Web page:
Name: Victoria Dean
Today, I asked my mom how she ever got the dirt on what Jon Bon Jovi was doing back in the 80’s. She said if she was lucky, there would be an article printed about him somewhere that she could check out. Otherwise, she would just have to imagine what he was really like behind his big hair and rock-god persona.
Fast forward to 2016, and almost any assumptions made about the character of any famous person is revealed across the Internet.
Social media has been a game changer for what it’s like to be a fan. Within a minute, someone can log on to Twitter and tweet any of their favourite artists, check out what they are up to on their Snapchat story, or see a photo of what they ate for lunch on Instagram. It’s given various famous people a way to interact with their fans on a more personal level. In return, it helps fans feel as though their favourites are less out of reach. Social media has taken off that layer that makes musicians seem completely untouchable. The relationship is key.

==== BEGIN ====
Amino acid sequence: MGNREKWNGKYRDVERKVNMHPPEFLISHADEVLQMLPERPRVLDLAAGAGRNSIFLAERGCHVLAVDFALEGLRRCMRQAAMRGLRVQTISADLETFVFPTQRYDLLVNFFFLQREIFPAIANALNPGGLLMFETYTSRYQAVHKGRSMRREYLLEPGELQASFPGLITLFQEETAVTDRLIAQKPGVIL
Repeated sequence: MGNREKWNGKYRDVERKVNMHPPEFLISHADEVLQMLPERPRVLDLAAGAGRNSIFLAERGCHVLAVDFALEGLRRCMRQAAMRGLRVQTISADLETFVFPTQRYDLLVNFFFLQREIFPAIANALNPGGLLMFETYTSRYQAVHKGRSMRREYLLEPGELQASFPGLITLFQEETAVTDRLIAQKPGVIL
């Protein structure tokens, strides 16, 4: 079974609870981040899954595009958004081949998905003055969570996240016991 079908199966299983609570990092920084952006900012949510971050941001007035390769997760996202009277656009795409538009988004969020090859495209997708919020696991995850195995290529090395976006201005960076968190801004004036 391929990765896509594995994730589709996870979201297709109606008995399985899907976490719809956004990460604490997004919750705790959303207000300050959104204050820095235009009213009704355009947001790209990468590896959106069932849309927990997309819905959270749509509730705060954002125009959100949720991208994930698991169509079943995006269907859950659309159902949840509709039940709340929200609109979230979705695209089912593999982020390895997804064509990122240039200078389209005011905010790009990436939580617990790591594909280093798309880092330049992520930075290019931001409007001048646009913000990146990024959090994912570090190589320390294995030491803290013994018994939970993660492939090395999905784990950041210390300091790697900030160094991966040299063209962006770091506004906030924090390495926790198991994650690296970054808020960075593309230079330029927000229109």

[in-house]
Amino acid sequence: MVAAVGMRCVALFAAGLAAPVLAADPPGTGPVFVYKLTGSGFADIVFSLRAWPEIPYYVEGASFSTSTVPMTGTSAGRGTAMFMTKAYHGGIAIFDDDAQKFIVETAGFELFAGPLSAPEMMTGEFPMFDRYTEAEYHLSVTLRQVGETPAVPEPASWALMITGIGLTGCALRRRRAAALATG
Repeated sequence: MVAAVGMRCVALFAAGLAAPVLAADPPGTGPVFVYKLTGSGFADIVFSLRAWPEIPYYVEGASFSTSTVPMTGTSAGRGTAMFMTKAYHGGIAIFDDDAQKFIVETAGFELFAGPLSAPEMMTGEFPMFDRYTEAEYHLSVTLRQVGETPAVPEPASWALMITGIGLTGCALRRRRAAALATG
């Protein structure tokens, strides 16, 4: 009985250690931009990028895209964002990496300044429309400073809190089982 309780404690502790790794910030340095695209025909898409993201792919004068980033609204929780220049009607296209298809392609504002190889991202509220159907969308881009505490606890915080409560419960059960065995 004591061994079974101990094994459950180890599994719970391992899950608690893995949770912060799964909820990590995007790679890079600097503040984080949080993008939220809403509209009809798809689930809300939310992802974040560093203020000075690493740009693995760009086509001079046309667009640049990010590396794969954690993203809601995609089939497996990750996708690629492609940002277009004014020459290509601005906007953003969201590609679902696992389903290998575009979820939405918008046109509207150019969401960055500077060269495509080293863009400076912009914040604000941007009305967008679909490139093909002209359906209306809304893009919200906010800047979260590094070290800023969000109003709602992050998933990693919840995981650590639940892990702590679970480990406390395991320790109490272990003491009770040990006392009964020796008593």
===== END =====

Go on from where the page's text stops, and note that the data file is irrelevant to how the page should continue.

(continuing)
As a fan, the artists I tend to dive deeper into are the ones who are more transparent on social media. This way of bonding doesn’t just connect us to musicians, but it helps grow their brand. It is far easier to connect to someone knowing there is a common ground both can relate to. Through this connection, suddenly fans aren’t only invested in the music, but the people behind it as well. Creating a strong online following is also key to making sure updates about new album releases, tours, and appearances are heard about.
There are a number of ways bands have used their online platforms to engage or involve their fans. For example, the lead singer of Twenty One Pilots, Tyler Joseph, will often share art that is made by his fans on his Instagram account. This sort of recognition helps fans feel as though they are involved in something bigger.
Though the bond with fans is important, musicians use social media for promotion and utilize the strong investment from their fans to grow their popularity.